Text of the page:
No March Meeting On Trade Deal For Trump And Xi

A potential end of March meeting between U.S. President Donald Trump and Chinese President Xi Jinping to sign an agreement to end their trade war won’t take place this month after all. Media are reporting that multiple sources are now post to April at the earliest.If it takes place at all, of course.

The delay reflects just how much still needs to be settled before there’s a deal to sign. This week U.S. Trade Representative Robert Lighthizer said major issues are still unresolved with the remaining big lists focused on ending technology transfers as a requirement for joint ventures with Chinese companies and the agreement’s enforcement mechanism and the question of whether one side (the United State) or both sides would be able to reimposed tariffs if the agreement is violated.

President Trump’s walk out from talks with North Korea has also made the Chinese very nervous. The prospect of the U.S. president walking out on President Xi is just too humiliating for Chinese officials to contemplate. Which has led China to push for a completed agreement before the leaders meet and an formal state visit in Washington (rather than a more informal meeting in Mar-a-Largo) on the theory that it would be harder for the U.S. President to walk out of a formal state visit.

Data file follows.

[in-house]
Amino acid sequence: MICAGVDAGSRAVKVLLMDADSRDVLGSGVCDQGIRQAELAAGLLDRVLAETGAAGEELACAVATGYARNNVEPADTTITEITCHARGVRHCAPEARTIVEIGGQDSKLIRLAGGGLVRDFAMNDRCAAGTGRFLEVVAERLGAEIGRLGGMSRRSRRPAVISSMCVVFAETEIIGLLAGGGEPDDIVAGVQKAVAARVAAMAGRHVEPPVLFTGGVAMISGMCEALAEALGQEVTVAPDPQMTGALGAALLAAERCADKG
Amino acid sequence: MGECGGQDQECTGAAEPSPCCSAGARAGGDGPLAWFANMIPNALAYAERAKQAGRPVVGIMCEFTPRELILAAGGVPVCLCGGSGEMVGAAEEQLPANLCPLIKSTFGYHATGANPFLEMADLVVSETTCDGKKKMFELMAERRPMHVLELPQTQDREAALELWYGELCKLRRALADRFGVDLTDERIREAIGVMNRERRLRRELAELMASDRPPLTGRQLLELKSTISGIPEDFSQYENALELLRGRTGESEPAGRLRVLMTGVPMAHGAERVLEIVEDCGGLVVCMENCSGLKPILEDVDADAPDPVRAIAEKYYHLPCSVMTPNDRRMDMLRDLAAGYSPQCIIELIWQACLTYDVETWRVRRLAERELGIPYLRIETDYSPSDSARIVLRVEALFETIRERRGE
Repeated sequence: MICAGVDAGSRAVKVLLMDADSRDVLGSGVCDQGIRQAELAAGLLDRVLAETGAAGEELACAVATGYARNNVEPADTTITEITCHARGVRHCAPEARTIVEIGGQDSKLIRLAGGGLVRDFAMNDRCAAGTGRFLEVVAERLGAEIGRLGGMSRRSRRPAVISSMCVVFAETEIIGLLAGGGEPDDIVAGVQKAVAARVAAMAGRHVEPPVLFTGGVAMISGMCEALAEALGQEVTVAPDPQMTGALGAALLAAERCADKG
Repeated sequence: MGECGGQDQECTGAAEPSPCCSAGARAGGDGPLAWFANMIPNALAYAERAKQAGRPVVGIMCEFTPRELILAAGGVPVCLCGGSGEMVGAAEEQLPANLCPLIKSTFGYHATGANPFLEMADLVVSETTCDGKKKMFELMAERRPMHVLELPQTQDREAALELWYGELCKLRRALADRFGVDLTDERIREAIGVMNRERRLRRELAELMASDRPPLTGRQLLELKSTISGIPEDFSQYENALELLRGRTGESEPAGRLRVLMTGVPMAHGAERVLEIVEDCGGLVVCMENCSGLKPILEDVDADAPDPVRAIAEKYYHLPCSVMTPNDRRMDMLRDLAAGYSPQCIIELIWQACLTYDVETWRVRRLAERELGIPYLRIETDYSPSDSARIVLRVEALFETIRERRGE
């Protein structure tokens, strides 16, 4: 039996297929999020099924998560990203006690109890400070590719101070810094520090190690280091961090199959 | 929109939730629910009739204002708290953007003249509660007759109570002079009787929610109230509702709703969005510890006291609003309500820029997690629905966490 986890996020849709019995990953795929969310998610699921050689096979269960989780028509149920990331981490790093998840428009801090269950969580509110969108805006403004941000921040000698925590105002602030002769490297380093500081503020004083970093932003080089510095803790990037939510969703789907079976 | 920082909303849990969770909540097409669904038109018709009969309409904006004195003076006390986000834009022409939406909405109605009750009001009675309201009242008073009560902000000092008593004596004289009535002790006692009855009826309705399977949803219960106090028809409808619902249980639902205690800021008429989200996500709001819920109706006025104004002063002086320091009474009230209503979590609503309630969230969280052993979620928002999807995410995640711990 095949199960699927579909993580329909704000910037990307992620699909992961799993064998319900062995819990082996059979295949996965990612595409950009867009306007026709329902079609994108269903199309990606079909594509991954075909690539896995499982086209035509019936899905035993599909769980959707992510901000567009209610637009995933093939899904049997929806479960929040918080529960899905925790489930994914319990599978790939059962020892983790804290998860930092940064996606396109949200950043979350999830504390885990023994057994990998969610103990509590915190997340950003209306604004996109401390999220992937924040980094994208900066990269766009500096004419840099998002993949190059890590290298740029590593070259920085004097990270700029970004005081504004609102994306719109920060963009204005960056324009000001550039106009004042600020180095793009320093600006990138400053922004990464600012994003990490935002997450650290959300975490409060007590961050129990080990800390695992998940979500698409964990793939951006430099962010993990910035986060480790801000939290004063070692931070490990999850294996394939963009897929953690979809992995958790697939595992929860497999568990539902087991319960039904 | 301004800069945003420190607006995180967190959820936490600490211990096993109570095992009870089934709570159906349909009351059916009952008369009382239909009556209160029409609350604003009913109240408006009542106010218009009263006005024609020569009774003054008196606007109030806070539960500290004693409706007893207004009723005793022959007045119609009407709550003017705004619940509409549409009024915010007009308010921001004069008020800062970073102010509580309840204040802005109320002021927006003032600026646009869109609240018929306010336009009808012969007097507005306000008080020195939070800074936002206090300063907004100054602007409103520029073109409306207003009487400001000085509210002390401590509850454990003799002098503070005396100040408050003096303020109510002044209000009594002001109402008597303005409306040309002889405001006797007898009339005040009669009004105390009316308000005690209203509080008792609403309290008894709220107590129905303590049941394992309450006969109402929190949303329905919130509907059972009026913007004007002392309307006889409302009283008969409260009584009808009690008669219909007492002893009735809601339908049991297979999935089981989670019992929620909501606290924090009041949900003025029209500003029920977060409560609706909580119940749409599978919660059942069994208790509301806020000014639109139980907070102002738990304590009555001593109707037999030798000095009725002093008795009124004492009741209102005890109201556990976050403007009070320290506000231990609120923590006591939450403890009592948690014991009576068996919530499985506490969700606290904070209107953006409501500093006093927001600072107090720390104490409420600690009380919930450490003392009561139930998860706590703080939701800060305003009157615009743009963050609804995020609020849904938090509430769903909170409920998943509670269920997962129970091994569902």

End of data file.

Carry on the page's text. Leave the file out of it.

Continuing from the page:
The financial markets have taken the postponement in stride. The Standard & Poor’s 500 was off just 0.06% to 2809–holding then important 2800 level–at 3:30 p.m. New York time. The Dow Jones Industrial Average was up 0.03%. The NASDAQ Composite slid 0.11% and the Russell 2000 small company index was lower by 0.37%.Overnight the Shanghai Composite continued its sell off after a strong 2019 rally by dropping 1.2%.

Frankly, I’d be happier if the markets showed a bit more negative reaction to this news. Today’s “shrug” at what would have once been major market moving news argues that investors and traders don’t care about much as long as the Federal Reserve is committed, as they see it, to supporting the financial markets with steady or lower interest rates. The Fed meets on rates and other matters (the balance sheet run-off, for example) next week with a press release and press conference scheduled for March 20.